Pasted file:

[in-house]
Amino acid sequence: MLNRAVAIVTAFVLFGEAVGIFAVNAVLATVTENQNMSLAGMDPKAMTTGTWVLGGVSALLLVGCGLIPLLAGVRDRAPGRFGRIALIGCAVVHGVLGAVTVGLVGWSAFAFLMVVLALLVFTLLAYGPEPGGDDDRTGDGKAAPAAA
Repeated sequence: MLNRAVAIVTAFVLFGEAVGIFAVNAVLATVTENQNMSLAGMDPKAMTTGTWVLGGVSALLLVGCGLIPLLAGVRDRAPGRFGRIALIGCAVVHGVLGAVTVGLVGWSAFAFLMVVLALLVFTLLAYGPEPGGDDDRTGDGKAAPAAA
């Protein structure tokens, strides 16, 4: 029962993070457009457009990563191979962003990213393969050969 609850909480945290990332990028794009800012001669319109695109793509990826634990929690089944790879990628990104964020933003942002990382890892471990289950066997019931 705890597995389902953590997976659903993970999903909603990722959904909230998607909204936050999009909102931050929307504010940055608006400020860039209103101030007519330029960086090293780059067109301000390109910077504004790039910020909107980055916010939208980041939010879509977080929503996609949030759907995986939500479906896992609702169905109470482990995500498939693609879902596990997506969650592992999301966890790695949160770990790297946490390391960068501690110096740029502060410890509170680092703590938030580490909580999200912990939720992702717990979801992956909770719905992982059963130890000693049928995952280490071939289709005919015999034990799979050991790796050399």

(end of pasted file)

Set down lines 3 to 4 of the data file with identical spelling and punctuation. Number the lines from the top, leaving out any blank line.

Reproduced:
Repeated sequence: MLNRAVAIVTAFVLFGEAVGIFAVNAVLATVTENQNMSLAGMDPKAMTTGTWVLGGVSALLLVGCGLIPLLAGVRDRAPGRFGRIALIGCAVVHGVLGAVTVGLVGWSAFAFLMVVLALLVFTLLAYGPEPGGDDDRTGDGKAAPAAA
């Protein structure tokens, strides 16, 4: 029962993070457009457009990563191979962003990213393969050969 609850909480945290990332990028794009800012001669319109695109793509990826634990929690089944790879990628990104964020933003942002990382890892471990289950066997019931 705890597995389902953590997976659903993970999903909603990722959904909230998607909204936050999009909102931050929307504010940055608006400020860039209103101030007519330029960086090293780059067109301000390109910077504004790039910020909107980055916010939208980041939010879509977080929503996609949030759907995986939500479906896992609702169905109470482990995500498939693609879902596990997506969650592992999301966890790695949160770990790297946490390391960068501690110096740029502060410890509170680092703590938030580490909580999200912990939720992702717990979801992956909770719905992982059963130890000693049928995952280490071939289709005919015999034990799979050991790796050399």